{¶7} Relator's first objection is overruled.

B. Second Objection - Interpretation of Administrative Code Provisions

{¶8} Relator's second objection asserts the interpretation the commission ascribed to the various administrative code provisions gives an employer "a free pass" from complying with them. Contrary to relator's contentions, the commission's decision not to grant relator an additional award did not arise because the provisions at issue are deficient but because relator was unable to prove Country Saw failed to comply with the applicable requirements. In the face of OSHA's report, relator conducted no tests of his own and presented no evidence of tests indicating impermissible levels of cobalt or tungsten at the plant. Nothing in the magistrate's decision suggests an employer need not comply with the applicable administrative code provisions, and relator's inability to prove a violation in this case does not provide a free pass for future instances of injury. Relator's contentions being unpersuasive, the second objection is overruled.

III. Disposition

{¶9} Following independent review pursuant to Civ.R. 53, we find the magistrate has properly determined the pertinent facts and applied the salient law to them. Accordingly, we adopt the magistrate's decision as our own, including the findings of fact and conclusions of law contained in it. In accordance with the magistrate's decision, we deny the requested writ of mandamus.

Objections overruled;

writ denied.

KLATT and TYACK, JJ., concur.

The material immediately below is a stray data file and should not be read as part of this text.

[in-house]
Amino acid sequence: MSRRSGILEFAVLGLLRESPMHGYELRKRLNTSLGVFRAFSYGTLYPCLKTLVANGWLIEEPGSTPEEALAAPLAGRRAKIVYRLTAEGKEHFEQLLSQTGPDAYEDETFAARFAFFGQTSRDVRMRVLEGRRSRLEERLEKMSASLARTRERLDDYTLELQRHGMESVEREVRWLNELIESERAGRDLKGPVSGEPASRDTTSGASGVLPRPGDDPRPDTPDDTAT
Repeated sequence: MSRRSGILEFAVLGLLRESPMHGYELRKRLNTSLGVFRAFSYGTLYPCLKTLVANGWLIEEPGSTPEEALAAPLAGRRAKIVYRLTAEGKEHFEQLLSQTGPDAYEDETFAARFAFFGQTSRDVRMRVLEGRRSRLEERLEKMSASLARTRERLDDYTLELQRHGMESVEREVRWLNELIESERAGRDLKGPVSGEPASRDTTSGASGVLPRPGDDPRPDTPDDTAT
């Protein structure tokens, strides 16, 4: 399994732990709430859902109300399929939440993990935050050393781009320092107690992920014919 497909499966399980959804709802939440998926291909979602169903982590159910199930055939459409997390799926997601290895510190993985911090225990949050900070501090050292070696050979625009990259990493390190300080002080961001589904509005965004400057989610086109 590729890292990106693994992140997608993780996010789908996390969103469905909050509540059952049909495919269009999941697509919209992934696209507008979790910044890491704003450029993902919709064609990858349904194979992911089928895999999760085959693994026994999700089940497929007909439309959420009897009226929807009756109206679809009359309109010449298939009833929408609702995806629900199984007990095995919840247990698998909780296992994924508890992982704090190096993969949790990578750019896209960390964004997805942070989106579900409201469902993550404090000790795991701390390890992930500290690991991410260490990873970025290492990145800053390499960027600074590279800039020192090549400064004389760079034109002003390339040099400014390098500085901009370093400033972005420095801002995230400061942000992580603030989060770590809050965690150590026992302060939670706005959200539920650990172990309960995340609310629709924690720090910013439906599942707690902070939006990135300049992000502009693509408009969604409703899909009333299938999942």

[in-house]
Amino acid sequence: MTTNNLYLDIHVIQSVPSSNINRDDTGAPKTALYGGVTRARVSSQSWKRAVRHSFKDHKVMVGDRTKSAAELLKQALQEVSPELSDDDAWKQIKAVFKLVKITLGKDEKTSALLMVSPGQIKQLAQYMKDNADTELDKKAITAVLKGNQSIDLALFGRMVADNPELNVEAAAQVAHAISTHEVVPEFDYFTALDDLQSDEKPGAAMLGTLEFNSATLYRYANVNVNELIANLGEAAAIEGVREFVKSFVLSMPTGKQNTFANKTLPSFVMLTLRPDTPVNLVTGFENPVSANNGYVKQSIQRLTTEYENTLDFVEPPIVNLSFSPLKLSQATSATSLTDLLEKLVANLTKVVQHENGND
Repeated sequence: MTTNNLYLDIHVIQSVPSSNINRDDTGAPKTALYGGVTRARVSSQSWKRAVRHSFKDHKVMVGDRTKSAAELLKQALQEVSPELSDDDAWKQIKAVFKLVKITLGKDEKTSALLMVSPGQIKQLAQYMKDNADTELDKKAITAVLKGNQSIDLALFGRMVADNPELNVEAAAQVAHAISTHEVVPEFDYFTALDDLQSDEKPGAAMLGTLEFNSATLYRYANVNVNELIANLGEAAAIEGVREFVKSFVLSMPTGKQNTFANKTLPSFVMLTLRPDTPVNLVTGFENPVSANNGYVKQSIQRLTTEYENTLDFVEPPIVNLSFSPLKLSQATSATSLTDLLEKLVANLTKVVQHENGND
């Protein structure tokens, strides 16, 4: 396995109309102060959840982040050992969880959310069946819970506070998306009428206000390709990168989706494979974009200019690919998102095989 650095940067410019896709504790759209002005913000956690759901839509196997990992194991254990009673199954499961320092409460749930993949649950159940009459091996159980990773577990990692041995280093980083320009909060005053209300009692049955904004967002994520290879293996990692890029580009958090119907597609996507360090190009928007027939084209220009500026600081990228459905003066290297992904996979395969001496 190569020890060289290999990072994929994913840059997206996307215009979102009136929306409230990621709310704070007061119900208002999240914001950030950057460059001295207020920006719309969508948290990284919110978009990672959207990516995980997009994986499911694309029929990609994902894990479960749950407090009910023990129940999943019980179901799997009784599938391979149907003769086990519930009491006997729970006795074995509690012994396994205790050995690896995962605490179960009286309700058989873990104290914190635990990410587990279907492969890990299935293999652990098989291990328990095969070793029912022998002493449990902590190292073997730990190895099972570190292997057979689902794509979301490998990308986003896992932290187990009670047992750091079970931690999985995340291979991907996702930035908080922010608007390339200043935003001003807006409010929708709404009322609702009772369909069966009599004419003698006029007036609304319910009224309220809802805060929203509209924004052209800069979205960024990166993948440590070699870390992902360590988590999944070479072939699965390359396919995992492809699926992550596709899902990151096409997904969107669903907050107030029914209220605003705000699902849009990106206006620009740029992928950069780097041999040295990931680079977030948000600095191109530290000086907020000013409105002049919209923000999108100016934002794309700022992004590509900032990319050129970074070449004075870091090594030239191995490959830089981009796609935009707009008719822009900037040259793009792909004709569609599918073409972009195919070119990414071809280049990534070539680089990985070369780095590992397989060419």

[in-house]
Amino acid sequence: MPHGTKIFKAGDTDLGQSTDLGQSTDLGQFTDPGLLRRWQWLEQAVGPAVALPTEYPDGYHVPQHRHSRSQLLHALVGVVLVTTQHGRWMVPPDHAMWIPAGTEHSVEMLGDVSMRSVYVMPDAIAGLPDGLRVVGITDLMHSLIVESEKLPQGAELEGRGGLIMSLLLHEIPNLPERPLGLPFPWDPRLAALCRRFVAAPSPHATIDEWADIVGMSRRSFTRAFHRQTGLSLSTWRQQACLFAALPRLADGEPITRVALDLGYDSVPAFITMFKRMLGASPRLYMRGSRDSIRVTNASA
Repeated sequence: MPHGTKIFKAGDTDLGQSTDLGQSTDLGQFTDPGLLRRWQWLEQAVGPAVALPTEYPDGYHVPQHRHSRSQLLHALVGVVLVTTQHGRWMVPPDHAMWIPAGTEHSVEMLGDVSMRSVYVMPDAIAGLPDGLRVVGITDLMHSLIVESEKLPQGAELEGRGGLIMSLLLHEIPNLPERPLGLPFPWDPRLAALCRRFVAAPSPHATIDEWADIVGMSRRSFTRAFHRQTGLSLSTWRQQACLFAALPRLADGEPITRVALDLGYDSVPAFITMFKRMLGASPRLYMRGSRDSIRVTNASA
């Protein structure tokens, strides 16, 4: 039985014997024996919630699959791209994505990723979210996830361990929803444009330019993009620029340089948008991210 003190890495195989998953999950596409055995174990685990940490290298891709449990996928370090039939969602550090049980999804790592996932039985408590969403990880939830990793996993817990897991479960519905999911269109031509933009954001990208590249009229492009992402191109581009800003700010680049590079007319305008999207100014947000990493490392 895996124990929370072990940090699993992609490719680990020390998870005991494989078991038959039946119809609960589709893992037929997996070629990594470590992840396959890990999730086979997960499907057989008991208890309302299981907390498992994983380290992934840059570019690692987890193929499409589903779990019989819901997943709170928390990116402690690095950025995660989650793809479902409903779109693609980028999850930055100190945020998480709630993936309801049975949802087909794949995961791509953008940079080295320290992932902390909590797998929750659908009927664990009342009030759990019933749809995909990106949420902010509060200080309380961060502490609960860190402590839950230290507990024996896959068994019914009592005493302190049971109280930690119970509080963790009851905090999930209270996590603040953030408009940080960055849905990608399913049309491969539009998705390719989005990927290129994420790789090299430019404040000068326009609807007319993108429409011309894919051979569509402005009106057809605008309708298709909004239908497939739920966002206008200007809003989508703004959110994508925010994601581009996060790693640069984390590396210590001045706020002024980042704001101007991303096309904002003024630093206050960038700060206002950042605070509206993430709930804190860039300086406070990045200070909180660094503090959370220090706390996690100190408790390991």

No. 10AP-713 6



No 10AP-713

State of Ohio ex rel. Troy A. Scott, Relator, v. Industrial Commission of Ohio and Country Saw & Knife, Inc., Respondents.


MAGISTRATE ' S DECISION Rendered on May 17, 2011

Boyd, Rummell, Carach & Curry Co., LPA, and Walter Kaufmann, for relator.

Michael DeWine, Attorney General, and Derrick L. Knapp, for respondent Industrial Commission of Ohio.

Fitch, Kendall, Cecil, Robinson & Barry Co., L.P.A., and Timothy A. Barry, for respondent Country Saw & Knife, Inc.


{¶10} Relator, Troy A. Scott, has filed this original action requesting that this court issue a writ of mandamus ordering respondent Industrial Commission of Ohio ("commission") to vacate its order which denied his request for an additional award for the alleged violation of a specific safety requirement ("VSSR") by respondent Country Saw & Knife, Inc. ("Country Saw"), and ordering the commission to find that he was entitled to a VSSR.

Findings of Fact:

{¶11} 1. Relator began working for Country Saw in 2004.

{¶12} 2. Relator worked primarily as a brazer, a position involving soldering carbide teeth on saw blades through the use of a "semi automatic brazing machine." (Tr. 195, 212.)

{¶13} 3. Approximately one and one-half years after he began his employment with Country Saw, relator developed respiratory problems which were initially diagnosed as bronchitis but were subsequently diagnosed as hard metal lung disease.

{¶14} 4. Relator's claim has been allowed for "hard metal pneumoconiosis; open wound nasal septum; depressive disorder; generalized anxiety disorder," with a date of diagnosis of October 23, 2007.

{¶15} 5. During his testimony, relator indicated that he had been told that his lung problem was caused by an exposure to "a combination of the tungsten and cobalt," (Tr. 43) and that:

* * * "The development of hard metal lung disease is a rare event and is almost unrelated to the duration and extent of exposure, an observation that has been attributed to the ...